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Locked out and left behind

By M.D. Kittle

MADISON — A new study underscores what has become increasingly clear across America: Districts that locked their classroom doors during the pandemic have done a grave disservice to students, particularly black and low-income students.

“Counting the Cost: Wisconsin School Closures and Student Proficiency,” from the Wisconsin Institute for Law & Liberty (WILL), finds Wisconsin schools that closed for in-person learning to start the 2020-21 school year saw significant performance declines in math and English. The closures, impacting more than 250,000 students (30 percent of all students in the state), highlight the growing body of evidence that school closures hurt the academic performance of students who can least afford setbacks in education.

“Evidence is piling up that the decision to close schools for in-person learning was a disastrous mistake with long-term consequences,” said WILL Research Director Will Flanders. “As we count the cost, we should be mindful to employ policy solutions that will help these students recover and keep schools open.”

Flanders and Miranda Spindt reviewed school closure decisions in the 2020-21 school year and ran an analysis to see their impact on recent Forward Exam data. The findings point to significant learning loss for students in districts that chose virtual learning over a hybrid or in-person experience.

Districts that remained closed for in-person learning and instead operated virtual education systems, posted math proficiency rates that were approximately 4.8 percent lower. English/Language Arts proficiency was 1.6 percent lower.

The report also found:

  • Districts with a higher percentage of African American students were more likely to remain closed in fall 2020. The results show that the higher the percentage of African American students in a district, the more likely that district was to remain shut down for in-person learning.
  • Districts with a higher percentage of economically disadvantaged students saw larger performance declines. A district with 100% low-income students would be expected to have proficiency declines of more than 6% in math and 7% in ELA relative to a school with no low-income students independent of closure status.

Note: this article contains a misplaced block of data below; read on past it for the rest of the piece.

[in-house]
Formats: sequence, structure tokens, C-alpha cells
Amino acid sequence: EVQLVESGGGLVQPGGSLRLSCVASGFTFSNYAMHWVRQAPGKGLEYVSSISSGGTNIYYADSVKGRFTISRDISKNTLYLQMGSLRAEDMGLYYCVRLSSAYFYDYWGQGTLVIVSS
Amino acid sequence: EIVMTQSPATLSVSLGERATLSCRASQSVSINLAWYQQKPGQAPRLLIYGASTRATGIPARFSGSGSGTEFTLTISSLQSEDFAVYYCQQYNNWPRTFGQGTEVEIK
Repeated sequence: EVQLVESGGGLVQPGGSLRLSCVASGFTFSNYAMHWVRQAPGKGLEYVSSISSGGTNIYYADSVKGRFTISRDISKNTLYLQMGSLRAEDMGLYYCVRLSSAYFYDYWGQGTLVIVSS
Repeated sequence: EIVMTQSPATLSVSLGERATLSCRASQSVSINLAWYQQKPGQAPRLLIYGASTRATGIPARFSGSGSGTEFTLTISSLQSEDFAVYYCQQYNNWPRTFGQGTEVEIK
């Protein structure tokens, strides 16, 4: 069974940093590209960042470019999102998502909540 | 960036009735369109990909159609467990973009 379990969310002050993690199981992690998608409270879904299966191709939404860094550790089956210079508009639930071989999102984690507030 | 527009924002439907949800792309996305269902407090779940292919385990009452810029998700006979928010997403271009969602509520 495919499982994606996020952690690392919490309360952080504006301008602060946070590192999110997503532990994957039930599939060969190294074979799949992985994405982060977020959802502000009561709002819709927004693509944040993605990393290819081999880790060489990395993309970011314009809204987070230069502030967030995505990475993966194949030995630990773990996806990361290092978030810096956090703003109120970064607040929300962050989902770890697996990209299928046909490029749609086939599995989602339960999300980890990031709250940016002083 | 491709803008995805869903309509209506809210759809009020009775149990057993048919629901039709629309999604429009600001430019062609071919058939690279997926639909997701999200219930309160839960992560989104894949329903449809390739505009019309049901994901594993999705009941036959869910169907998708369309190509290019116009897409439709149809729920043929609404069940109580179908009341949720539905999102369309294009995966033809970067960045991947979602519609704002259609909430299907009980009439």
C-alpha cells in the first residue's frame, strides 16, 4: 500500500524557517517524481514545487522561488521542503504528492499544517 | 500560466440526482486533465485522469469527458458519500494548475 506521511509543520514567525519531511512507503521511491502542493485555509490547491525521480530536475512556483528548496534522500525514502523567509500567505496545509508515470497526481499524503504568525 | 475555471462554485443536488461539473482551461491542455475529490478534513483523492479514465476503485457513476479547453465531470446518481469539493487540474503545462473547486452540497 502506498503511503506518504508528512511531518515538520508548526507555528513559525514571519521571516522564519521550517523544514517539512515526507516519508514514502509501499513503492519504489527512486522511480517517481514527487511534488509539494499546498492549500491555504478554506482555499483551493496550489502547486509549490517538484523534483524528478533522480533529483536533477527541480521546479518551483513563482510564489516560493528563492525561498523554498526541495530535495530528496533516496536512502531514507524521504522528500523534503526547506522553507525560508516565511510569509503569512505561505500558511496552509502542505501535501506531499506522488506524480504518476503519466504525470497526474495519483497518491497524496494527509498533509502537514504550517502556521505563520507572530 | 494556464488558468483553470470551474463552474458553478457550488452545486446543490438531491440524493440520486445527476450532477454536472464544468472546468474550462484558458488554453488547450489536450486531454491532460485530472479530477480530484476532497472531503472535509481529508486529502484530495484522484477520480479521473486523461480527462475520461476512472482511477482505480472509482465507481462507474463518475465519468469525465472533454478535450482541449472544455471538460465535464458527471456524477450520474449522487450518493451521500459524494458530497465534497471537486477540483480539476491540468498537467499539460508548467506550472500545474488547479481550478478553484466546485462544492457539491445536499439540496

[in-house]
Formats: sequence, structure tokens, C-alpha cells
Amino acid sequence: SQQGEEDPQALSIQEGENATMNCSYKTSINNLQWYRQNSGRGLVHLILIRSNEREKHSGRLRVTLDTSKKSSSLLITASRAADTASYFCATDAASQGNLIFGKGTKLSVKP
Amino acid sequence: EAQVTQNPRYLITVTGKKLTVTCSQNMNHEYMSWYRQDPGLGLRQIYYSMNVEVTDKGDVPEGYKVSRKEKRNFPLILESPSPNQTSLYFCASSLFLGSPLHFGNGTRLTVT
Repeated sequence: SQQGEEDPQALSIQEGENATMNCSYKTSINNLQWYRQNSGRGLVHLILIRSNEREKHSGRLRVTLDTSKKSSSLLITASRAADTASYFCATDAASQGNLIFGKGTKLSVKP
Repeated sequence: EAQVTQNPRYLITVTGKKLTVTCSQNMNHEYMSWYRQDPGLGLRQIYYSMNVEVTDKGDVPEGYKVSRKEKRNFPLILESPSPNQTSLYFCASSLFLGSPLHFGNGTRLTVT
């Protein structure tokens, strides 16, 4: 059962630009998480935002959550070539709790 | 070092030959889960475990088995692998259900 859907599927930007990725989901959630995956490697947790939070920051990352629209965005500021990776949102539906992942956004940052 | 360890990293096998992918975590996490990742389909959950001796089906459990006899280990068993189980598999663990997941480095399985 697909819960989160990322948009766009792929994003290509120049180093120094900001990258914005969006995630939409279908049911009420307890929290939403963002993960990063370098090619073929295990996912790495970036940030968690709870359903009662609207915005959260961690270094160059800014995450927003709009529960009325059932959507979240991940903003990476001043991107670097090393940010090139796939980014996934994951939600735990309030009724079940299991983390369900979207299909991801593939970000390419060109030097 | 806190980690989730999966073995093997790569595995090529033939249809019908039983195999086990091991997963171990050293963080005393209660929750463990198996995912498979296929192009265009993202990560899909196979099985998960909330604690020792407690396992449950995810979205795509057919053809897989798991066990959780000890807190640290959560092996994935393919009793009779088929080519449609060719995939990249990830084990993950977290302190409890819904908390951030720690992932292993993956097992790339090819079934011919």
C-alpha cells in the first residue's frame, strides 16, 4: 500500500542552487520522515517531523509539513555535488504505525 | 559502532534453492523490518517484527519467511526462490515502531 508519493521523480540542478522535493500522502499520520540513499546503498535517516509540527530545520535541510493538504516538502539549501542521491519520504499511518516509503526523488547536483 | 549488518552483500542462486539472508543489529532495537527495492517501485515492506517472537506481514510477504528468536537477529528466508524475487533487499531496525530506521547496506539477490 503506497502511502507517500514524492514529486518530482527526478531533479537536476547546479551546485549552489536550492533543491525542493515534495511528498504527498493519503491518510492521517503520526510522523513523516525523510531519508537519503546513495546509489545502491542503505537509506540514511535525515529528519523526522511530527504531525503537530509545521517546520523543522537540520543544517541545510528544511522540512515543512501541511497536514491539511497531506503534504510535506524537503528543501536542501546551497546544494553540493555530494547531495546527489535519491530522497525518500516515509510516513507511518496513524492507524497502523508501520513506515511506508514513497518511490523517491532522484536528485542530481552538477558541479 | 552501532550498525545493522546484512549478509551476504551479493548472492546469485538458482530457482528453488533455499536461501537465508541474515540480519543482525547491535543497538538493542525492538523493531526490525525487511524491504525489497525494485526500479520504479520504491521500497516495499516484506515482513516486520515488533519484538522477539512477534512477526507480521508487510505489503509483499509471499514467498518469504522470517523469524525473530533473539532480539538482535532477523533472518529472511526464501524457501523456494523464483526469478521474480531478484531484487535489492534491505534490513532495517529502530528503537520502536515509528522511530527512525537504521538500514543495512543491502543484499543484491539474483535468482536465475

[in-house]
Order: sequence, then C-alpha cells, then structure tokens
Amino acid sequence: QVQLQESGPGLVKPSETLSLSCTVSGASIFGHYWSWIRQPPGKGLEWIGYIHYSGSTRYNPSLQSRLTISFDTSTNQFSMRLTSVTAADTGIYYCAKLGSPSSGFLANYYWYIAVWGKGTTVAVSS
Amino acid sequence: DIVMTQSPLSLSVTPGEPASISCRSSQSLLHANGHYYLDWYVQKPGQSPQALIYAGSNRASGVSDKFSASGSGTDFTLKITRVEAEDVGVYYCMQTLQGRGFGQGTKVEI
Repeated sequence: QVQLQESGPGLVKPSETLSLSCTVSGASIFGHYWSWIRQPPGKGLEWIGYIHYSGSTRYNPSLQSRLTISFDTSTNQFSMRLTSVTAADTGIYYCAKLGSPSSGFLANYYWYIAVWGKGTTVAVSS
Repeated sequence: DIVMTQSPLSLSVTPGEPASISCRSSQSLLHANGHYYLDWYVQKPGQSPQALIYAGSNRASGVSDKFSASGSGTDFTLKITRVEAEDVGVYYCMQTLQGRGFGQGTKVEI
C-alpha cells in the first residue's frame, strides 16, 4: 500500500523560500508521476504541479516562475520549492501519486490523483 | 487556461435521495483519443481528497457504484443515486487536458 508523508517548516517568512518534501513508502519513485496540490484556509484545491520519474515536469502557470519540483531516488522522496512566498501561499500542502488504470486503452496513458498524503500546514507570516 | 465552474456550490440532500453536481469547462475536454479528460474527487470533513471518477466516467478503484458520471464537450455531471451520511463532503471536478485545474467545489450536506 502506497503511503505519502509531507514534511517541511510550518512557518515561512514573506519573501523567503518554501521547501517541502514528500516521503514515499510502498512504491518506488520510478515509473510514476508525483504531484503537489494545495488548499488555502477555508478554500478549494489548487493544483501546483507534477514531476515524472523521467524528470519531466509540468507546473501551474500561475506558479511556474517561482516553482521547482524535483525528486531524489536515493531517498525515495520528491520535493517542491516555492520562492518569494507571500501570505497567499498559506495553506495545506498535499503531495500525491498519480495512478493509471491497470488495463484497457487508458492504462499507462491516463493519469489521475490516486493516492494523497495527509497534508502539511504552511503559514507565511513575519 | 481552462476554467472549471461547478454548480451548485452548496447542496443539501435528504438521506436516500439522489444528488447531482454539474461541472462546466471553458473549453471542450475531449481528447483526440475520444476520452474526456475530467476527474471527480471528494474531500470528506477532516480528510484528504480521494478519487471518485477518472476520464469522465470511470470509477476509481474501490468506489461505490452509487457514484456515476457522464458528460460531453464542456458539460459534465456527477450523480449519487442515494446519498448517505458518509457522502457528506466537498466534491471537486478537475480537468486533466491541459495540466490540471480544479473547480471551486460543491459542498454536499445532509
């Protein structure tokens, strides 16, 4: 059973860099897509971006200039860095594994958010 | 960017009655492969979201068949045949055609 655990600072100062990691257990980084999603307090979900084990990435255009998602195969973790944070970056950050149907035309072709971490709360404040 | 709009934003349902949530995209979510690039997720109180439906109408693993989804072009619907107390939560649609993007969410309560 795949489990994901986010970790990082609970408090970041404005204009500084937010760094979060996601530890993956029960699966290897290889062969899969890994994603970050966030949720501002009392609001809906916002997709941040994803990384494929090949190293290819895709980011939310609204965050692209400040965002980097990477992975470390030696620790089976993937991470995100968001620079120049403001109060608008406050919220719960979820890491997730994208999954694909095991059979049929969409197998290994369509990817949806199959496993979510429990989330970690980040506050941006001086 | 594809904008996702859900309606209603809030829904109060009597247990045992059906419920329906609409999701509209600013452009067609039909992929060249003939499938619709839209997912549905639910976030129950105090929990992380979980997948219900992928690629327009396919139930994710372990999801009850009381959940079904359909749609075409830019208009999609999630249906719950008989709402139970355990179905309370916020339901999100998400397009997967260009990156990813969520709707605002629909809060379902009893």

• Wisconsin had a learning crisis before the pandemic and the future of Wisconsin students is at stake. Pre-pandemic, nearly 60% of Wisconsin students couldn’t read or write at grade level. With the addition of school closures and student learning loss, this is the biggest crisis facing the Badger state’s future.

School district were forced to close in the spring of 2020 as the pandemic took hold, “with little data available to inform costs and benefits,” WILL’s study asserts. The Evers administration ordered all schools go to a virtual model.

“But, as more information came to light that COVID-19 was a low-risk proposition for most kids, there was a growing variation in whether schools reopened or not during the 2020-2021 school year. Reopening decisions became less driven by sound policy and science, and more by local politics,” the report notes.

Because much of the testing around the nation stalled during the opening year-plus of the pandemic, it has been difficult to quantify how far behind students have fallen and how much ground they’ll have to make up. One study projected that proficiency would fall, with students only making about two-thirds of a typical school year’s gains in math and 37-50% of their typical gains in reading.

On average, Wisconsin districts had their lowest average proficiency on the Forward Exam in its history in 2020-21, falling below 40 percent for the first time, according to WILL’s study. This pattern was consistent across both subjects, with a slightly larger decline recorded in math.

“Even looking just at the surface level with no control variables, we see that school districts that shut down in-person learning again in Fall 2020 tended to have lower levels of proficiency than those that opened their doors,” the report states. In English/Language Arts proficiency rates were more than 2 percentage points higher in schools that reopened, and nearly 7 points higher in math.

“The data here confirms that many of the fears of these reformers were justified: shutdowns are leading to an important additional drop in student proficiency that is even greater than that observed in school districts that have applied other reopening models,” the study concludes.

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